Corporate Water Strategy Addresses Risks, Impacts And Seizes Opportunities


Water risks, impacts and opportunities could soon become a main focus in sustainable performance for oil and gas.

In Corporate Water Strategy, a new on demand course developed with WaterSMART, participants will learn practical approaches to manage shareholder requirements, regulatory changes, and challenging scenarios, such as water shortages, floods, and sharp changes in water quality.

They will learn how a water strategy prepares businesses to respond, adapt, and lead as risks and opportunities emerge around this essential resource.

Steve Herman, engineering manager at WaterSMART, said most companies may have a plan for water on a facility basis, but few have an overarching strategy, which is becoming more crucial every day.

“With increasing development and climate change, we are seeing water risk become even more significant,” he said.

Risks are often the focal point for many detractors of projects such as the Keystone XL pipeline ­– where the pipeline received fierce opposition because of its potential impacts to an aquifer in the United States, said Herman.

Sustainability leaders in energy need to be able to understand, mitigate, and communicate about their companies’ water risks, impacts, and opportunities.

“We are also seeing on the financial and investor side more recognition of water as a risk,” said Herman. “A project investor might recognize that you need water to make your product therefore they need to know that you have a good strategy for accessing and managing that water. Then there’s that whole social dimension of what stakeholders and rightsholders expect, in addition to shareholders, with respect to water.”

Water will continue to be a critical resource as part of the energy transition, thanks to the role it plays in technologies such as hydrogen, nuclear power, and carbon capture and storage. There are also opportunities to generate value through water.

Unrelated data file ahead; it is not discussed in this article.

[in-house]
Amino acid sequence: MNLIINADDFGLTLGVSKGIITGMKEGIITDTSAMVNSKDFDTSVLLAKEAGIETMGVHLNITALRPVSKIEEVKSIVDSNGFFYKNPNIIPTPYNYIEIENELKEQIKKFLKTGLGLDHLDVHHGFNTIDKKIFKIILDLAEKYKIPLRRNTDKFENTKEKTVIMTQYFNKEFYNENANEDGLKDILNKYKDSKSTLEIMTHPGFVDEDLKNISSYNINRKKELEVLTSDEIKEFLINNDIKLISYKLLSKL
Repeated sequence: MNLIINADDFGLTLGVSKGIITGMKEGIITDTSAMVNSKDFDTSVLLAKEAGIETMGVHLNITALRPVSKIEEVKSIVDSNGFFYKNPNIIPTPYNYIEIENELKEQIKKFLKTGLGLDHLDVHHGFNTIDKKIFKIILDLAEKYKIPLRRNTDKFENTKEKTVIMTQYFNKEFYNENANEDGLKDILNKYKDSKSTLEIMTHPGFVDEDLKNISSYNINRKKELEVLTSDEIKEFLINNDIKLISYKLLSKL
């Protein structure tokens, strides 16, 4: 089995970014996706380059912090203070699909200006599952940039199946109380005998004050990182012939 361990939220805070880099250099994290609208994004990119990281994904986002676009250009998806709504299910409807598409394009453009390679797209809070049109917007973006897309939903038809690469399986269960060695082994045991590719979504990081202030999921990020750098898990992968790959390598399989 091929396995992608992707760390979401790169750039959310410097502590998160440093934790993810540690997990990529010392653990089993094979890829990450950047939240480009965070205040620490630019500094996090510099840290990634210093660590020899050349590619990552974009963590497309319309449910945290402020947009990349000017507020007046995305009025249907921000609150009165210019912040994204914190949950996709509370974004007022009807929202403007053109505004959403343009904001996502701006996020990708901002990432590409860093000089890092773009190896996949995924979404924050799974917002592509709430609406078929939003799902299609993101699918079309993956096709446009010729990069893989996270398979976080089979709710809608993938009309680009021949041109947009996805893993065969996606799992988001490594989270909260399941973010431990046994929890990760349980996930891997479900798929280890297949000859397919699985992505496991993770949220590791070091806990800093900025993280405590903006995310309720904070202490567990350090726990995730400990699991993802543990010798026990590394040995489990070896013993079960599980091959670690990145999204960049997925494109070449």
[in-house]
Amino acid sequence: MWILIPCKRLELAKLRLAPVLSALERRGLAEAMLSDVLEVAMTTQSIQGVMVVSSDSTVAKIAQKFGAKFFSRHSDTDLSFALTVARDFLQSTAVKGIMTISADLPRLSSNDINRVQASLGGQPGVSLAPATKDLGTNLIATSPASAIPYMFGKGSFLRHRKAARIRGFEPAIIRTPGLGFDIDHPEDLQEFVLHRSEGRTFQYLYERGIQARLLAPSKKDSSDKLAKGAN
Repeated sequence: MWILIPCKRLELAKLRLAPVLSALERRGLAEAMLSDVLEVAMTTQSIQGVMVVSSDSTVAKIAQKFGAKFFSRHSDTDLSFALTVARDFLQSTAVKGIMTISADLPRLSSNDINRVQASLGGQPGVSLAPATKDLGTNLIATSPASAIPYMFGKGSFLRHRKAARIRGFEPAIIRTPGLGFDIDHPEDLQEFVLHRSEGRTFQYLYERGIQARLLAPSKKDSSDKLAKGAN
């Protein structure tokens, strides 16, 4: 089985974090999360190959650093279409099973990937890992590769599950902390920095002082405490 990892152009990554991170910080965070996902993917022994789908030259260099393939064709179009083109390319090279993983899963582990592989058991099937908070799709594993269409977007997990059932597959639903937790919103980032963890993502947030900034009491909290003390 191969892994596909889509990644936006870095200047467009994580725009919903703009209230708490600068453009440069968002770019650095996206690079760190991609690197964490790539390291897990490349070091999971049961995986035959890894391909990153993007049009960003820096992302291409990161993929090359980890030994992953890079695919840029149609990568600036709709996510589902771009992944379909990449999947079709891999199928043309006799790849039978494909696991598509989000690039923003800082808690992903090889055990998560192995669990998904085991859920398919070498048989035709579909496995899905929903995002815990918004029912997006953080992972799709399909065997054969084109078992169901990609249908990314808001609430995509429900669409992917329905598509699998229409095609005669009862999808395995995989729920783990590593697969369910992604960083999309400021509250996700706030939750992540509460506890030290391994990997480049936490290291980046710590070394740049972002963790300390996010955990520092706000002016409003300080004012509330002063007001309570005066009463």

“Water isn’t going away as a core input for businesses," said Herman. "If anything, the energy transition and potential impacts of climate change will require a bigger focus on water. You can’t have an energy transition strategy without an effective water strategy to direct how changes will be managed, risks addressed, and opportunities seized.”

By taking the course, learners will develop practical approaches to manage the changing water availability landscape, asset-specific water risks, and shareholder, stakeholder, and rightsholder expectations. They will hear examples of how having a water strategy has aided other businesses and the names and basic functions of some existing tools to support water strategy development and implementation.

Key benefits

  • Understand the importance of water as a resource and why your organization needs a water strategy
  • Prepare your organization to evaluate its water risks and opportunities
  • Learn how to develop a water strategy for your company

Course takeaways

  • Develop an understanding of the criticality of water as a resource
  • Understand the evolving pressures on water use both for current uses and emerging (e.g., green & blue hydrogen production)
  • Understand how to develop a water strategy for your company

Start learning here today.   

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